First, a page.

Now, slack in economics occurs in two forms:
This is the case where the economy falls into depression which, at its extreme, matures to hyperunemployment. Reasons why that can be expected after the *energy peak are outlined at the end of *Lean Economics. At the heart of such a situation there is a *paradox, since there is both glut and famine at the same time. There may, for instance, be an abundance of apple orchards, abandoned because no one has the money to pay the farmer for the apples he could produce from them, thus leaving abundant food-growing potential untapped while people starve. Or there may be an abundance of labour, with plenty that needs doing—and yet that “plenty that needs doing” doesn’t happen, owing to there being (for instance) no fuel to supply the *energy it needs, and/or no money to pay for it.
In a moderate form, and if the problem is the lack of money, this can be repaired, since governments can redistribute income to those who would otherwise have none; or spend heavily; or “print money”. In an extreme form, there are so many without jobs that there is not enough tax revenue to redistribute or spend, and any government temptation to print money will immediately short-circuit into inflation. Recessions are dark reminders—or precursors—of the failure of urban economics when the large, city-based labour forces can no longer be sustained, since labour commands no price.
This is the case where an economy learns to coexist with slack. It might, for instance, work a standard 2½-day week to reduce the demand for jobs, and/or use uncompetitive and labour-intensive (but *eco-efficient) methods of production to increase the supply.
In an obvious sense, this state of creative inefficiency is irrational: why should buyers in the market bear the high costs that this would bring? In a taut market, governed by price, there is no answer to that: such inefficiencies would be wiped out in a moment and, on the large scale, this is a problem to which there is no solution. If some of the (part-time, creative and inefficient) workforce decided instead to work a full week and use the most efficient methods available, others would follow—some would be fully employed and some would not be employed at all; there would be excess labour, and wages would collapse to zero.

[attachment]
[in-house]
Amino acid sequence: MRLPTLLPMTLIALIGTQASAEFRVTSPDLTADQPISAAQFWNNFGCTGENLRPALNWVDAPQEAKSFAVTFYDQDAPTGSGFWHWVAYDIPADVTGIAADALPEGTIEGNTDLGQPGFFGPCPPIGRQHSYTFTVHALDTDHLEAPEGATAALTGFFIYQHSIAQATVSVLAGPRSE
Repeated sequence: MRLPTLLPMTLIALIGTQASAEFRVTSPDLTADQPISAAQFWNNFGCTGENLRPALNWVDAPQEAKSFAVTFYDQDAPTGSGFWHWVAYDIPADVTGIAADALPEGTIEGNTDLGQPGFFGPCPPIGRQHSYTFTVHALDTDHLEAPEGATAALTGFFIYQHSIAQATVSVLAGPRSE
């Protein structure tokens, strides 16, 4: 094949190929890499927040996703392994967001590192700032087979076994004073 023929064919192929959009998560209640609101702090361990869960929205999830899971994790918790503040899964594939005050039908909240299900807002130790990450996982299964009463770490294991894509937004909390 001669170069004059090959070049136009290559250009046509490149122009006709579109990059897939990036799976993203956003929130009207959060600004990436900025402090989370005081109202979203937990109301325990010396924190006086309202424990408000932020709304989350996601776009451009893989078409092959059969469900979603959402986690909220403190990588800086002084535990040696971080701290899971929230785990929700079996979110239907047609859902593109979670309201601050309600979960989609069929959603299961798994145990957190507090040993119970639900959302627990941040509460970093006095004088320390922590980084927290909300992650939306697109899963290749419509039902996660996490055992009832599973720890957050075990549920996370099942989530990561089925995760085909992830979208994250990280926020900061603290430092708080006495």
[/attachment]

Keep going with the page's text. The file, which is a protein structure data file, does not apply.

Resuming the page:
However, in an intentionally slack market there is a deliberate decision to build and sustain a *locally-based economy with a much lower level of output and consumption than it could produce if it were taut and *competitive (*Growth).26 Its maintenance requires that work is shared out; that the inefficient technology is freely chosen; that nature is spared. This settlement, quite fragile—like our planet *Gaia herself—is the core principle of *lean economics.
On a small scale, intentional slack can be done easily enough (see “Slack and Evolution section below). For example, the *informal economy of the domestic *household is prodigal with labour, and if it had to compete on price it wouldn’t have a chance. It works because price is nothing to do with it, and it is this kind of essential-yet-slack economy which holds out to us the possibility of a future. But it is *protected by having opted-out from the competitive *market, and it is not easy to sustain such agreements at the *large scale.
Nonetheless, most human societies in the past, outside the taut, tense experience of urban civilisation, have been slack in this sense. Here, for example, is the historian Juliet Schor’s view of the mixture of working life and days off in the Middle Ages: